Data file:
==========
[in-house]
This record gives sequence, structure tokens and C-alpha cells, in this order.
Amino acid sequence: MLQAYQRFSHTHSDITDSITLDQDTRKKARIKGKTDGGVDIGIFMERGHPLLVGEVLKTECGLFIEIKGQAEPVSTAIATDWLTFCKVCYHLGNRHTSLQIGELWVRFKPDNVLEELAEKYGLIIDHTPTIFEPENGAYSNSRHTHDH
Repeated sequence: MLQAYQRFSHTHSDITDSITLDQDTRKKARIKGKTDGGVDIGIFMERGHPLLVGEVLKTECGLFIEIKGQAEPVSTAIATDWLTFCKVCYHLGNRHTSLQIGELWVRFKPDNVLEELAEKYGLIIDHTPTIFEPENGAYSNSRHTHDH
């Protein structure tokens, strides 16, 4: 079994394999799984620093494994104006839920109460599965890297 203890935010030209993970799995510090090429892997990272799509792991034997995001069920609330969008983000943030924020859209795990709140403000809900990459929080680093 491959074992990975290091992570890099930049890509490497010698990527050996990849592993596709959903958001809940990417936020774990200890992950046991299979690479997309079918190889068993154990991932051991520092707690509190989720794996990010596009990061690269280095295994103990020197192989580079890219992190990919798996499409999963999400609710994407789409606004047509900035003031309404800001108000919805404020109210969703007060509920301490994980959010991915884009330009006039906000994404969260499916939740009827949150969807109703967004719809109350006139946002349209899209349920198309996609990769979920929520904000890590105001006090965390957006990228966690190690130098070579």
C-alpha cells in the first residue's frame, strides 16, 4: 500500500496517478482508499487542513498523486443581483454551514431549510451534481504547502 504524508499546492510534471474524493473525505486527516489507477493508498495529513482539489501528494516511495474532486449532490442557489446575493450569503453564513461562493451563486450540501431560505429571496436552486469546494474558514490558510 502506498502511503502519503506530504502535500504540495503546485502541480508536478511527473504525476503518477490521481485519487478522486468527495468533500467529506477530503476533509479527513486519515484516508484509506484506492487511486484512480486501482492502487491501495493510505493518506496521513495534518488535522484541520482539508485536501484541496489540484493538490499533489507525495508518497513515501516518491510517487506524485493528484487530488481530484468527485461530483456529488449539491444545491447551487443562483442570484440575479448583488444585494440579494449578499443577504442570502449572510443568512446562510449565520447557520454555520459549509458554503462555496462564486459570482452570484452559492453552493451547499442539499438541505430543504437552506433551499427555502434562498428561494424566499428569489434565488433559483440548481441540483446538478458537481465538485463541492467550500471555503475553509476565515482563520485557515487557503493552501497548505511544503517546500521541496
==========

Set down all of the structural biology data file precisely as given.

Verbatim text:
[in-house]
This record gives sequence, structure tokens and C-alpha cells, in this order.
Amino acid sequence: MLQAYQRFSHTHSDITDSITLDQDTRKKARIKGKTDGGVDIGIFMERGHPLLVGEVLKTECGLFIEIKGQAEPVSTAIATDWLTFCKVCYHLGNRHTSLQIGELWVRFKPDNVLEELAEKYGLIIDHTPTIFEPENGAYSNSRHTHDH
Repeated sequence: MLQAYQRFSHTHSDITDSITLDQDTRKKARIKGKTDGGVDIGIFMERGHPLLVGEVLKTECGLFIEIKGQAEPVSTAIATDWLTFCKVCYHLGNRHTSLQIGELWVRFKPDNVLEELAEKYGLIIDHTPTIFEPENGAYSNSRHTHDH
């Protein structure tokens, strides 16, 4: 079994394999799984620093494994104006839920109460599965890297 203890935010030209993970799995510090090429892997990272799509792991034997995001069920609330969008983000943030924020859209795990709140403000809900990459929080680093 491959074992990975290091992570890099930049890509490497010698990527050996990849592993596709959903958001809940990417936020774990200890992950046991299979690479997309079918190889068993154990991932051991520092707690509190989720794996990010596009990061690269280095295994103990020197192989580079890219992190990919798996499409999963999400609710994407789409606004047509900035003031309404800001108000919805404020109210969703007060509920301490994980959010991915884009330009006039906000994404969260499916939740009827949150969807109703967004719809109350006139946002349209899209349920198309996609990769979920929520904000890590105001006090965390957006990228966690190690130098070579």
C-alpha cells in the first residue's frame, strides 16, 4: 500500500496517478482508499487542513498523486443581483454551514431549510451534481504547502 504524508499546492510534471474524493473525505486527516489507477493508498495529513482539489501528494516511495474532486449532490442557489446575493450569503453564513461562493451563486450540501431560505429571496436552486469546494474558514490558510 502506498502511503502519503506530504502535500504540495503546485502541480508536478511527473504525476503518477490521481485519487478522486468527495468533500467529506477530503476533509479527513486519515484516508484509506484506492487511486484512480486501482492502487491501495493510505493518506496521513495534518488535522484541520482539508485536501484541496489540484493538490499533489507525495508518497513515501516518491510517487506524485493528484487530488481530484468527485461530483456529488449539491444545491447551487443562483442570484440575479448583488444585494440579494449578499443577504442570502449572510443568512446562510449565520447557520454555520459549509458554503462555496462564486459570482452570484452559492453552493451547499442539499438541505430543504437552506433551499427555502434562498428561494424566499428569489434565488433559483440548481441540483446538478458537481465538485463541492467550500471555503475553509476565515482563520485557515487557503493552501497548505511544503517546500521541496